Jena Six

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We respectfully request that the Civil Rights Division of the United States Department of Justice review events surrounding the prosecution of six Black students in Jena, Louisiana, to determine whether the civil rights of Jena residents have been violated.

In a May 20, 2007 Chicago Tribune article titled "Racial Demons Rear Heads," Howard Witt reported that the six students faced prosecution for charges including second degree attempted murder -- and possible prison sentences of up to 100 years -- for allegedly participating in an unarmed school brawl that resulted in no serious injuries. The alleged brawl followed months of racial tension after hangman's nooses were hung from a tree at the students' school.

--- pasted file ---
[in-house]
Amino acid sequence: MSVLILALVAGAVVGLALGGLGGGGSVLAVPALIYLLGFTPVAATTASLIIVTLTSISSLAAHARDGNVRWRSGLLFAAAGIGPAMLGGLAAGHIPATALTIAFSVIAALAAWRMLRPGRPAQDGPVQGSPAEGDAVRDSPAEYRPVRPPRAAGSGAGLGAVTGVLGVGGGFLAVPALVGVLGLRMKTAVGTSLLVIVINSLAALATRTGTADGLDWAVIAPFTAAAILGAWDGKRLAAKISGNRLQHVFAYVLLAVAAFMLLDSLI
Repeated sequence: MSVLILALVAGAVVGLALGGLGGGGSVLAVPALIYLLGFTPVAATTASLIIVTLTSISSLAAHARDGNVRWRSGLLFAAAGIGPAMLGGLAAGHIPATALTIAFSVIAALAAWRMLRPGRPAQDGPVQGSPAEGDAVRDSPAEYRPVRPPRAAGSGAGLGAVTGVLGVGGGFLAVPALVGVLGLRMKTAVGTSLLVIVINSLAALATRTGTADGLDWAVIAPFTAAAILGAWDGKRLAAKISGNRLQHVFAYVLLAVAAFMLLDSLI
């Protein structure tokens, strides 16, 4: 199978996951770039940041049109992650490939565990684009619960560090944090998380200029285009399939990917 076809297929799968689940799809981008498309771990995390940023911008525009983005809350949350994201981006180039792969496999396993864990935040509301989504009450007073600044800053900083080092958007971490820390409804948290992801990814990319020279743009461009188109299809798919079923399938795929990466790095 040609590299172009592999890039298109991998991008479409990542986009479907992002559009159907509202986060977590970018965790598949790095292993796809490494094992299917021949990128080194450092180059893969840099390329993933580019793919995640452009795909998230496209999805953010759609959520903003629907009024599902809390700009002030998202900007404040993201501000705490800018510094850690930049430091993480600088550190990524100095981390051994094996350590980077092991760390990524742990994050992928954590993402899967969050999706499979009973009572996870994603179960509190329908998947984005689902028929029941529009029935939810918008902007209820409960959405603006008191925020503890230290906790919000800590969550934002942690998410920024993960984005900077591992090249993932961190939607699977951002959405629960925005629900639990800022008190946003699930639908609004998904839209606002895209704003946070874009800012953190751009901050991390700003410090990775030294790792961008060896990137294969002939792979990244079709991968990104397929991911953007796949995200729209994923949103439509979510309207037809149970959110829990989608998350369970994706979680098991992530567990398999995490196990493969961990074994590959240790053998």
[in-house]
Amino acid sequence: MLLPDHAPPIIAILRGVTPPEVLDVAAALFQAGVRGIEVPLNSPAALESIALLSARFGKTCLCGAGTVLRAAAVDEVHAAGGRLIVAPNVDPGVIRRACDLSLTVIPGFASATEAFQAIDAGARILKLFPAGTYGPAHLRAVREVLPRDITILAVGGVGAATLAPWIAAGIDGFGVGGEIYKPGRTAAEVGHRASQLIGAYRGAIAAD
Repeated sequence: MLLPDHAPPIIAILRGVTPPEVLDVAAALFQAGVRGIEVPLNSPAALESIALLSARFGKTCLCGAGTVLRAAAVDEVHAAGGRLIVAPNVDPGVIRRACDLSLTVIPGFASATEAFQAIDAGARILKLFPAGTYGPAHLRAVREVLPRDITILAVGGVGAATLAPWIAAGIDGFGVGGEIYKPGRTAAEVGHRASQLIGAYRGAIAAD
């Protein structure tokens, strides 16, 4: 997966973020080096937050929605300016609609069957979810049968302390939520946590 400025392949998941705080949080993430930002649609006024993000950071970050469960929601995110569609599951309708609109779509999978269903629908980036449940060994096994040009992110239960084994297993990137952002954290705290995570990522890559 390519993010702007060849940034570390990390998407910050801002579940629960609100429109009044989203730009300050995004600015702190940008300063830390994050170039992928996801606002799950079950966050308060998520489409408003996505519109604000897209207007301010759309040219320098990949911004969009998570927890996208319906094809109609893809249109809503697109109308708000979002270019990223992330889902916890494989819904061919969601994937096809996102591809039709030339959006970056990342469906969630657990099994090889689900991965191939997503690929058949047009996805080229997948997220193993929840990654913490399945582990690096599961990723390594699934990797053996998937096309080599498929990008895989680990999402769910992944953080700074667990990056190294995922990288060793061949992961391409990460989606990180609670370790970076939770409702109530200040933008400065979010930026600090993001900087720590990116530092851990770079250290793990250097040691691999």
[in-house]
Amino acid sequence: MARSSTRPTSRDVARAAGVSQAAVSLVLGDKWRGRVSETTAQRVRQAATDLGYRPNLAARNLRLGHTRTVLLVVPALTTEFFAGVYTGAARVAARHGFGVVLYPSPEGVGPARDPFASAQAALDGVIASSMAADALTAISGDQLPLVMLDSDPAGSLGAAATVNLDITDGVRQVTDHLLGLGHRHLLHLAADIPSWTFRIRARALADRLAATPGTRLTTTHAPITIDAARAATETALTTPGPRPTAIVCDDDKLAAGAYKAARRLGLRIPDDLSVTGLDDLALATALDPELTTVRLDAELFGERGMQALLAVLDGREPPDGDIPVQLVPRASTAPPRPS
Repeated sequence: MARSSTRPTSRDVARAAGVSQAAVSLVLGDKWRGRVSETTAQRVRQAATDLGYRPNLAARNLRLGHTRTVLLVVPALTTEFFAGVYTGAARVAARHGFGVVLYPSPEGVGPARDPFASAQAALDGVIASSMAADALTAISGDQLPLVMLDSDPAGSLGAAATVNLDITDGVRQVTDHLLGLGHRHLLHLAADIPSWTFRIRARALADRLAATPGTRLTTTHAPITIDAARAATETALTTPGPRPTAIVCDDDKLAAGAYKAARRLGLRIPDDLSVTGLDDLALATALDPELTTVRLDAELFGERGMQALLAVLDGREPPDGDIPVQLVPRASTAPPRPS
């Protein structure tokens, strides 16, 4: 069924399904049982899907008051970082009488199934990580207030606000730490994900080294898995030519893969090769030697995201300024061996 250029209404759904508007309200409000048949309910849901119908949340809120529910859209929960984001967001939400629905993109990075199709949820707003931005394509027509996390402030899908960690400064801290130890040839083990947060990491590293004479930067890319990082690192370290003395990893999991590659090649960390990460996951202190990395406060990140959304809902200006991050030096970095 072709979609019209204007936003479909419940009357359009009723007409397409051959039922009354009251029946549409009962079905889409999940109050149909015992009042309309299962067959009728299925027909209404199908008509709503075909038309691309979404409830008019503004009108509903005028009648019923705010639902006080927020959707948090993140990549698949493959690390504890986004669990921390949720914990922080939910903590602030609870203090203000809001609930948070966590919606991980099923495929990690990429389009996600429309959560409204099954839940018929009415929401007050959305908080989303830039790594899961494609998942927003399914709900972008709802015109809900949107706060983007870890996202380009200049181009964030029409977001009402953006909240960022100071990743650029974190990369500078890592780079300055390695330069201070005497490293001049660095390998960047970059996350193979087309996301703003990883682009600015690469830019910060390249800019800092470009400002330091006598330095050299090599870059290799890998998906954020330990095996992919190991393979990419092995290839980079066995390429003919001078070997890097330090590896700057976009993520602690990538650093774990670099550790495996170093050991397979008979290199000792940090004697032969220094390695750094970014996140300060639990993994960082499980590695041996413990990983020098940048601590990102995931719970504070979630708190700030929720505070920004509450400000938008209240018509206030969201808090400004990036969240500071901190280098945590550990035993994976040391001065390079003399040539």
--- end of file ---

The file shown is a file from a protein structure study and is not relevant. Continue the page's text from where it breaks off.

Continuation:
From the same Chicago Tribune article:

Theres been obvious racial discrimination in this case, said Joe Cook, executive director of the Louisiana chapter of the American Civil Liberties Union, who described Jena as a racial powder keg primed to ignite. It appears the black students were singled out and targeted in this case for some unusually harsh treatment.

The prosecution of these young men represents a gross miscarriage of justice, punishing Black students for opposing segregation of their schools while ignoring the threatening and provocative acts of those engaging in segregation.

We respectfully request that the Civil Rights Division of the United States Department of Justice launch a full investigation into events in Jena, Louisiana, beginning with the noose incident of August 31, 2006, and culminating in the alleged fight of December 4, 2006 to determine whether the civil rights of Jena residents have been violated.